Tag Archives: project

Introducing Counterpart: a live bootable clone tool for OS X

These days, backing up Mac OS X Server is easier than ever, with plenty of options available for taking incremental backups of system and service data, and great support from Time Machine’s ServerBackup process in making sure that databases and Open Directory are included in hourly backups.

All of these great options have one thing in common though: restoration. In a production environment, as lovely as backups are; admins are often hounded by management and users when hardware fails, and time elapses whilst operating systems are re-installed and service data rolled back from backup drives. To combat this downtime, I like to keep a fully bootable backup connected to each production server that is as up to date as possible. In many situations, this allows you to get a slightly data-delayed version of your environment up and running until you can schedule proper downtime to restore backed up data. For years, I utilised Mike Bombich‘s fantastic tool Carbon Copy Cloner, along with it’s excellent Scheduled Tasks functionality for this exact purpose. With it’s recent move to shareware, I decided that there really should be a free, open source script for cloning Mac OS X that can be scheduled with launchd, and provides proper logging and statistical data. It is with this that I announce the release of Counterpart; a wrapper script for rsync on OS X that is capable of producing bootable clones of live Mac systems. I have been using this for a little over 6 months to backup hundreds of OS X systems, and it has made my life so much easier a couple of times during hardware failures.

Counterpart utilises rsync, the fantastic data and synchronisation utility, and wraps it in a script that provides the correct settings and filesystem exceptions to create a bootable clone of a live Mac system, whilst error checking and providing comprehensive logging, statistics and monitoring data. It is bundled with detailed documentation and instructions on scheduling clones. Coming soon is a companion Nagios plugin script to monitor clones and provide performance data, meaning you can be sure clones are completing successfully, and get insights into your backup data like this:

Counterpart Clone Statistics

It should also be said that whilst Counterpart was first envisaged to backup Mac OS X Server instances, there is nothing stopping it being used to back up standard OS X clients, and it would be a great, fully scriptable, free way to create a bootable clone of your OS before an upgrade or significant modification to your system.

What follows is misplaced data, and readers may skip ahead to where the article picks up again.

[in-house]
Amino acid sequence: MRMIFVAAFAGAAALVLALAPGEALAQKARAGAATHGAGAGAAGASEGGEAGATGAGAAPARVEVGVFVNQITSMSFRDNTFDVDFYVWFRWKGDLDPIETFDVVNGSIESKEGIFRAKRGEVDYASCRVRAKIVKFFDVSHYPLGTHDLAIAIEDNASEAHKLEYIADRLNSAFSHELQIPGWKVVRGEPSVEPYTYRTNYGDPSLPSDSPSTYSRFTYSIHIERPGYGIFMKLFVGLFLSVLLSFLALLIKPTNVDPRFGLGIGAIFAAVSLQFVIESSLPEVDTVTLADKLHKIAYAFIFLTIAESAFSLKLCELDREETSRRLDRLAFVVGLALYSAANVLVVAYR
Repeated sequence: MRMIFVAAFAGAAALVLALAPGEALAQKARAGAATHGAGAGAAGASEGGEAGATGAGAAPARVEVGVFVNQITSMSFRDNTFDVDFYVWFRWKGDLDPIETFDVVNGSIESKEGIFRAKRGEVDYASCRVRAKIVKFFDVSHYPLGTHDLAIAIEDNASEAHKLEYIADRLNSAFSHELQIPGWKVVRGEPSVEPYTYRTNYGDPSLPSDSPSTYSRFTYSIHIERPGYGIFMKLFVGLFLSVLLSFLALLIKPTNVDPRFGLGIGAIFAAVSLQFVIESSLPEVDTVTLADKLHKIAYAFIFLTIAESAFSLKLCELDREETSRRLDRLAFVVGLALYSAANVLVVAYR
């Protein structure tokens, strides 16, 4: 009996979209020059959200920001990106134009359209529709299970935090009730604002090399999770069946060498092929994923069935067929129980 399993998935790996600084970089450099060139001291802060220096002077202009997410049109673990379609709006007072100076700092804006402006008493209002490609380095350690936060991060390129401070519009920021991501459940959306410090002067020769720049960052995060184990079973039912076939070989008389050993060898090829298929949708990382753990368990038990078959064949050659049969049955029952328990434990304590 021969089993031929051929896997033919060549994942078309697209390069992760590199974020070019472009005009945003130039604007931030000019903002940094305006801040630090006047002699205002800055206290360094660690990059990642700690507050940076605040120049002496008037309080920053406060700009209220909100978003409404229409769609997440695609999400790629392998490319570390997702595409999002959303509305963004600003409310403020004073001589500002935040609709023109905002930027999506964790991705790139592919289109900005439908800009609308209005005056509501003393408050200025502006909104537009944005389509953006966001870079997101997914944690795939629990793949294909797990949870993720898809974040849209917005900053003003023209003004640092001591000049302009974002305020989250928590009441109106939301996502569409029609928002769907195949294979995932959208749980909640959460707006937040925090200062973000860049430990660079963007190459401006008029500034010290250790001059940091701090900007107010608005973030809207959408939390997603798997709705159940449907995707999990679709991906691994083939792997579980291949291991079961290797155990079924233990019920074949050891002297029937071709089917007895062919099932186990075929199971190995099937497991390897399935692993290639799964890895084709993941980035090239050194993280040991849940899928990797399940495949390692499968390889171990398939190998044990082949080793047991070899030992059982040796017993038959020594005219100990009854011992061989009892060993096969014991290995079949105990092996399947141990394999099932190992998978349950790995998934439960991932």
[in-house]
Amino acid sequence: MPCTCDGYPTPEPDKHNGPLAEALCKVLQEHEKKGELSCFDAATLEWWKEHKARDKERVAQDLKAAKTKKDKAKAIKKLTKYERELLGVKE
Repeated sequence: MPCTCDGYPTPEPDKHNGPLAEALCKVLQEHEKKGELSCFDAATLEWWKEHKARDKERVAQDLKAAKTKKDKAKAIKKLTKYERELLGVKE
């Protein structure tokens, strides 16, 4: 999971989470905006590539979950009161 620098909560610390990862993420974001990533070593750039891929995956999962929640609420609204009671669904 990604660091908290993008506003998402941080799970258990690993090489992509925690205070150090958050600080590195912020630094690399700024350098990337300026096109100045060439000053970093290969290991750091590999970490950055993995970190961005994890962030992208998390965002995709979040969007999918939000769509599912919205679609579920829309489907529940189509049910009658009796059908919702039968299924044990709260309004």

I have uploaded Counterpart as a new project on GitHub, and welcome any feedback that you may have on using it. I am also happy to answer any questions on getting it set up in your environment, and I am best contacted using this form.

Counterpart on GitHub


Checking certificate expiry on Lion Server with Nagios

Mac OS X Server has had simple notifications on critical disk space, software updates, and certificate expiry for a while now.

For those of you who would like a neat way to integrate more customisable certificate expiry checks into a Nagios workflow, I have added check_certificate_expiry.sh into my OSX-Monitoring-Tools project today. It will allow you to specify a warning threshold, and then check expiry dates of all certificates in /etc/certificates.

OSX-Monitoring-Tools on GitHub


OSX Nagios Monitoring Tools & Scripts

Keeping an eye on your Mac OS X server instances can be a bit painful, with Apple’s inbuilt notification options limited to emails when software updates, expired certs, or super full volumes pop up. Having real time and historical data on your services health and performance can help with your troubleshooting workflow, and getting a near instant notification of an impending drive failure sure beats trudging out at midnight to an emergency maintenance callout.

For years, I have deployed the ever improving Groundwork Monitor to monitor our internal and customer infrastructure, and their recently announced Core licence provides free monitoring for up to 50 devices. Groundwork’s Nagios core brings with it a wealth of plugins for monitoring servers, network devices, and a plethora of services, but a Mac administrator might struggle to find plugins that can provide nice performance data, or even provide valid output on OSX without 5 hours of dependency building.

Below is a link to my new project hosted on GitHub. These are the scripts and tools I have authored over the years to monitor OSX and associated infrastructure. After a thorough cleaning of some old code, i’ll add the rest, as well as anything new, with a plan to keep them in development, and open to everyone:

Visit the project on GitHub

Over the next little while, i’ll also be posting some articles on how you can leverage the standard Nagios plugins to monitor services and hardware on the Mac platform too. I hope these additions make your life a little easier.